Mr Carlo Cacciatori
|Member of the Department of Classics and Ancient History|
Research Project: Plato's Later Moral Epistemology
The purpose of my research is to understand how ethics and epistemology relate in Plato’s late dialogues (Sophist, Statesman, Philebus, and Laws). I aim to give an account of Plato’s later moral epistemology by considering whether certain cognitive states might be thought to secure virtue – or a certain kind of virtue – for the moral agent.
I first investigate whether Plato endorses a form of ethical intellectualism (a principle according to which philosophical knowledge is necessary and sufficient for being virtuous) in his late dialogues. It is well known that Plato’s middle dialogues present a refinement of views held in the Socratic dialogues, and that such a refinement focuses on the nature of irrationality in the soul (e.g. Sedley 2015). Similarly, I contend, contra the most important scholarship on this subject (e.g. Bobonich 2002), that the late dialogues present not so much a transformation of earlier epistemological and ethical ideas, as an expansion of their content. Indeed, I argue that the late works show that the Socratic theory of ethical intellectualism is not abandoned, but rather is further developed to provide a more precise account of the complexity of the embodied human soul.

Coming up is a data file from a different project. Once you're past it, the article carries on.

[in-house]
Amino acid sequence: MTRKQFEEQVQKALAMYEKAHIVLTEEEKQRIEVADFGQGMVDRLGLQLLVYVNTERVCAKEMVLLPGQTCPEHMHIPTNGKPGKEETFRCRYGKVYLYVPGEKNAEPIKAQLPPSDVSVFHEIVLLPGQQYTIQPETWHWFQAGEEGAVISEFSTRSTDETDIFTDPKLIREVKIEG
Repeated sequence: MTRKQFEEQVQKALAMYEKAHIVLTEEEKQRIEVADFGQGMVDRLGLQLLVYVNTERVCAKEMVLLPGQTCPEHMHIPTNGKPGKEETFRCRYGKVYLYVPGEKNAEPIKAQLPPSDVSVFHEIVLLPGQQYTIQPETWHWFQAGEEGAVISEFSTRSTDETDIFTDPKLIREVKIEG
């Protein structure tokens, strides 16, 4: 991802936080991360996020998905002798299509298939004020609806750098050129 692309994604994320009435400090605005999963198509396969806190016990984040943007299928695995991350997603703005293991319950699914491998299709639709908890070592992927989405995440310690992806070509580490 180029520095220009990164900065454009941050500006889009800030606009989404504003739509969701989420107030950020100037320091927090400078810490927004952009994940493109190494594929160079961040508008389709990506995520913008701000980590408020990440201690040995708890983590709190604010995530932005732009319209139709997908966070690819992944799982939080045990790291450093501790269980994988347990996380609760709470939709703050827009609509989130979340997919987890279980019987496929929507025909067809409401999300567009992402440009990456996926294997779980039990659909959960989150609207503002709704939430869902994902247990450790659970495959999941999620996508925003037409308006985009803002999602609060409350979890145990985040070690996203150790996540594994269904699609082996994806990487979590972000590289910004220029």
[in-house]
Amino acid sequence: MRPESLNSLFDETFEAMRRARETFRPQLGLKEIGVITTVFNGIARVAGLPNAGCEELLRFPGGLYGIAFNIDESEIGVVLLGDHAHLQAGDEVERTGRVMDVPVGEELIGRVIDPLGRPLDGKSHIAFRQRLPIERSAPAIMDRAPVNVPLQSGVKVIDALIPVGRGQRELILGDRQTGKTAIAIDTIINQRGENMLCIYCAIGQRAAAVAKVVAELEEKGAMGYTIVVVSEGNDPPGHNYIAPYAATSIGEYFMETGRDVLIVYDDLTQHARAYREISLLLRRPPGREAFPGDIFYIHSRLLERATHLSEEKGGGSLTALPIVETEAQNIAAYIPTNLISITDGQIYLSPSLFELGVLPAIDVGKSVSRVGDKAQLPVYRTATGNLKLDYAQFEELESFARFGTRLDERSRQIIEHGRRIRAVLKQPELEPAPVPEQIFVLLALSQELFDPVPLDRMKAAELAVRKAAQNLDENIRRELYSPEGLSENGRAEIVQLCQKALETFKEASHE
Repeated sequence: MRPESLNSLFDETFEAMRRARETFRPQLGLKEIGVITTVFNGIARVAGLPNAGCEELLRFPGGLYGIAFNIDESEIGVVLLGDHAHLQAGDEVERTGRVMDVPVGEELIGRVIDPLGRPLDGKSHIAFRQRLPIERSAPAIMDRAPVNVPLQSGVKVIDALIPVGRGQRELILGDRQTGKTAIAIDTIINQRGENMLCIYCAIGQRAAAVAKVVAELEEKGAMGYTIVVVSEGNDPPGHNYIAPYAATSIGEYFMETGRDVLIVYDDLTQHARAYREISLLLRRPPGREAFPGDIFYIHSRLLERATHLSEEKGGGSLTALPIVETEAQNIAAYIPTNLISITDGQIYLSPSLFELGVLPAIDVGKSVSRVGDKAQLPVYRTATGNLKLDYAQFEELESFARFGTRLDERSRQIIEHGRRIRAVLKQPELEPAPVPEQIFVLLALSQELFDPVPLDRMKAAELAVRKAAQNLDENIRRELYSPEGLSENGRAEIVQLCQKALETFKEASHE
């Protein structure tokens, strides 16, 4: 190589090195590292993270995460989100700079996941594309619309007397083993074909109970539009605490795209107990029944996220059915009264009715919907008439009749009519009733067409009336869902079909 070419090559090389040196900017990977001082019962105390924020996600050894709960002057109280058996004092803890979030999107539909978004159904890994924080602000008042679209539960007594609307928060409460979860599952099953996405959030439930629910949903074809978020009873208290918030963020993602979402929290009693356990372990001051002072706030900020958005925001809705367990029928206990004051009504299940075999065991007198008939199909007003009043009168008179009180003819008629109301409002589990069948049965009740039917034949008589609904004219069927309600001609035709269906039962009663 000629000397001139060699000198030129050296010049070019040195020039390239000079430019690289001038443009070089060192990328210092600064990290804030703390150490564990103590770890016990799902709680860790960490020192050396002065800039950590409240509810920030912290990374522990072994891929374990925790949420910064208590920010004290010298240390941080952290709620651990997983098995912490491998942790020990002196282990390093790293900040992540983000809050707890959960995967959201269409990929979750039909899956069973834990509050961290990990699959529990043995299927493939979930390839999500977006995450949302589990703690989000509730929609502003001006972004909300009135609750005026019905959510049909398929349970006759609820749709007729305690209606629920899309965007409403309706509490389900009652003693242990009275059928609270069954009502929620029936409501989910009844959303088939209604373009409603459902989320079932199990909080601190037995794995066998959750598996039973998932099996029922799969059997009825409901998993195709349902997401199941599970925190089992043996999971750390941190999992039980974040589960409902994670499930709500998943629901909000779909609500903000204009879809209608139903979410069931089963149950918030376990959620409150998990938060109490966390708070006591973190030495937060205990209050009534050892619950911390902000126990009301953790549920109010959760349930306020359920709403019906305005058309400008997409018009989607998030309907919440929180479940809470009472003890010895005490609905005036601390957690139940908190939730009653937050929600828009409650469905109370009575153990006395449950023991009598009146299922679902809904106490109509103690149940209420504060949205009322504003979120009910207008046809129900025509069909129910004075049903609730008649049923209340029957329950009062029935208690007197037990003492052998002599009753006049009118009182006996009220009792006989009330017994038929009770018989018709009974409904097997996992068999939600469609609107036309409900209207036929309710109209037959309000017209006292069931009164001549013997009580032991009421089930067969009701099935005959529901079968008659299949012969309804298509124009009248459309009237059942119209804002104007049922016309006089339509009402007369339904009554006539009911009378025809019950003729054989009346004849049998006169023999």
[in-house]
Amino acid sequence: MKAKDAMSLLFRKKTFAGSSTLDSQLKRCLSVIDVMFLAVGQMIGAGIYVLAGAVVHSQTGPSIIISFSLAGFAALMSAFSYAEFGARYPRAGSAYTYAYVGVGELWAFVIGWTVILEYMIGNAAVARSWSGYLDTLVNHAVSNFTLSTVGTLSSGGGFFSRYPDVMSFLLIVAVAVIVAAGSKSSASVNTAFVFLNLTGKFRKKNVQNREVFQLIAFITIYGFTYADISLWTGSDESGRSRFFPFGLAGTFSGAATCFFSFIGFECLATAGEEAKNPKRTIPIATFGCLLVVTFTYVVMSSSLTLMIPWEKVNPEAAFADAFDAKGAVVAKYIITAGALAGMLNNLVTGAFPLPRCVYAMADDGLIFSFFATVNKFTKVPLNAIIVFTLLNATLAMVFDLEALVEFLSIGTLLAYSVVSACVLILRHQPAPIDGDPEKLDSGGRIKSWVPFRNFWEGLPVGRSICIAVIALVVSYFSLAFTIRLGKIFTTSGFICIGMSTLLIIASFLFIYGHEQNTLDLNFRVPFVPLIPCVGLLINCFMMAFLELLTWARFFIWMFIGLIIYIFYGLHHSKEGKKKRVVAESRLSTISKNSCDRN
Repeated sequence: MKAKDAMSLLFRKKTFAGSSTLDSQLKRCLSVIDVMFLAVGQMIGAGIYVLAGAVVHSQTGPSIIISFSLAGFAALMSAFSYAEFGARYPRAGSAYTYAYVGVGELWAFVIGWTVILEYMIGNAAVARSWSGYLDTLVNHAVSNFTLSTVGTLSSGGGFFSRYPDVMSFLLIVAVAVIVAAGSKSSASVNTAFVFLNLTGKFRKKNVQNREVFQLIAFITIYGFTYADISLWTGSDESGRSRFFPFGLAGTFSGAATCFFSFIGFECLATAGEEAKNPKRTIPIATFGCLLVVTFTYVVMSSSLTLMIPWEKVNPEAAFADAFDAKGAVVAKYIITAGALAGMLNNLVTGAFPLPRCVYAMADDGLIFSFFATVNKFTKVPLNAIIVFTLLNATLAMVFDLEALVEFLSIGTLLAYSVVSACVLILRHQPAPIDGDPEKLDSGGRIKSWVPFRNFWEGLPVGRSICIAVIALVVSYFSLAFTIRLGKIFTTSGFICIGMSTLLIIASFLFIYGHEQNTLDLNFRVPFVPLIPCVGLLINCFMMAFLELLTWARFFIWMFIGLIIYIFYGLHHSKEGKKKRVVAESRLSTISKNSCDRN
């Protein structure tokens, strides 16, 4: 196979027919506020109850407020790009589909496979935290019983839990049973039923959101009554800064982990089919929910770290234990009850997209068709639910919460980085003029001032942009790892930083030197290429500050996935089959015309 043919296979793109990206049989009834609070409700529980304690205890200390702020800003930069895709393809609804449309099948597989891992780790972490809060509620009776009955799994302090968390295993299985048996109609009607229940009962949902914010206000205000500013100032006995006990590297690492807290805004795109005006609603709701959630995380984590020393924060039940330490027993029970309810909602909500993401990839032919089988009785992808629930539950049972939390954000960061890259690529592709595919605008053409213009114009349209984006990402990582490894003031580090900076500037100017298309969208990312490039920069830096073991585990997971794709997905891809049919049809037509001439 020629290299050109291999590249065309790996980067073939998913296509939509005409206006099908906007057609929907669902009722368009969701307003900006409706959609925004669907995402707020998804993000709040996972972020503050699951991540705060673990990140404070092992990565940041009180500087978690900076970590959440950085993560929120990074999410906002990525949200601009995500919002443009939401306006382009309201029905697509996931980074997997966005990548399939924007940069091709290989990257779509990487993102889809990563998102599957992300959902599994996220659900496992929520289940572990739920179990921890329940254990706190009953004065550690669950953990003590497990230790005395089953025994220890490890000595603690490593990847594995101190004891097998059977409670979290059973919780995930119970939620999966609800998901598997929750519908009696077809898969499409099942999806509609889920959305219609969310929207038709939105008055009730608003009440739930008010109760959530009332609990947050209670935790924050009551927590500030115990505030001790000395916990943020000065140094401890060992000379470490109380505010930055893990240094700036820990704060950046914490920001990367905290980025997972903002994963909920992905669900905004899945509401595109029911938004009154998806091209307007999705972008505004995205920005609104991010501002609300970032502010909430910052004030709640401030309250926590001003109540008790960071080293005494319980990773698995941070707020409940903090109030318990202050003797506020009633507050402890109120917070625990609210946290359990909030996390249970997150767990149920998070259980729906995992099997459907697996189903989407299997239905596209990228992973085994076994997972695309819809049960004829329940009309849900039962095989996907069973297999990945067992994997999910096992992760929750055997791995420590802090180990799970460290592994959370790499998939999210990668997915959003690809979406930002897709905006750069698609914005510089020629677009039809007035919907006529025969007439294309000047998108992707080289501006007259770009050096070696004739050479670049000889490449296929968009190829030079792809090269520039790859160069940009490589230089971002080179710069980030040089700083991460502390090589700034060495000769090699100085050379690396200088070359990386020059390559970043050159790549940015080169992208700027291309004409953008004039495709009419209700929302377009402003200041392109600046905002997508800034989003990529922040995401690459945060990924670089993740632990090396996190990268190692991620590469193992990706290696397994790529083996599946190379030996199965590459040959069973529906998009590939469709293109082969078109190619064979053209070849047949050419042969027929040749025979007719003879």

Therefore, taking for granted that philosophers can achieve a full and philosophical virtue, the question arises whether the theory of moral epistemology in Plato’s late dialogues extends beyond philosophers. Indeed, as I argue, those who are not good enough to achieve a philosophical knowledge are not necessarily condemned to a life of vice. A true opinion might be sufficient for achieving an inauthentic kind of virtue, which is defined ʻdemoticʼ by Plato (cf. e.g. Phd. 82a10-b3). Accordingly, Plato’s later dialogues present two different ways through which epistemology and ethics intertwine: a) a wise philosophical knowledge is a necessary and sufficient condition for being virtuous; b) opinion, if true, is still sufficient for acting virtuously. From this perspective, my research considers the constellation of ethics, knowledge, and action in Plato’s late dialogues as a problem of ontology.
This research aims to open up new perspectives for further enquiries, e.g., concerning Stoic intellectualism and its relationship with Plato and the Academy.
I will pursue this work while visiting Stanford University during the academic year 2019-20, under the guidance of Prof. Chris Bobonich.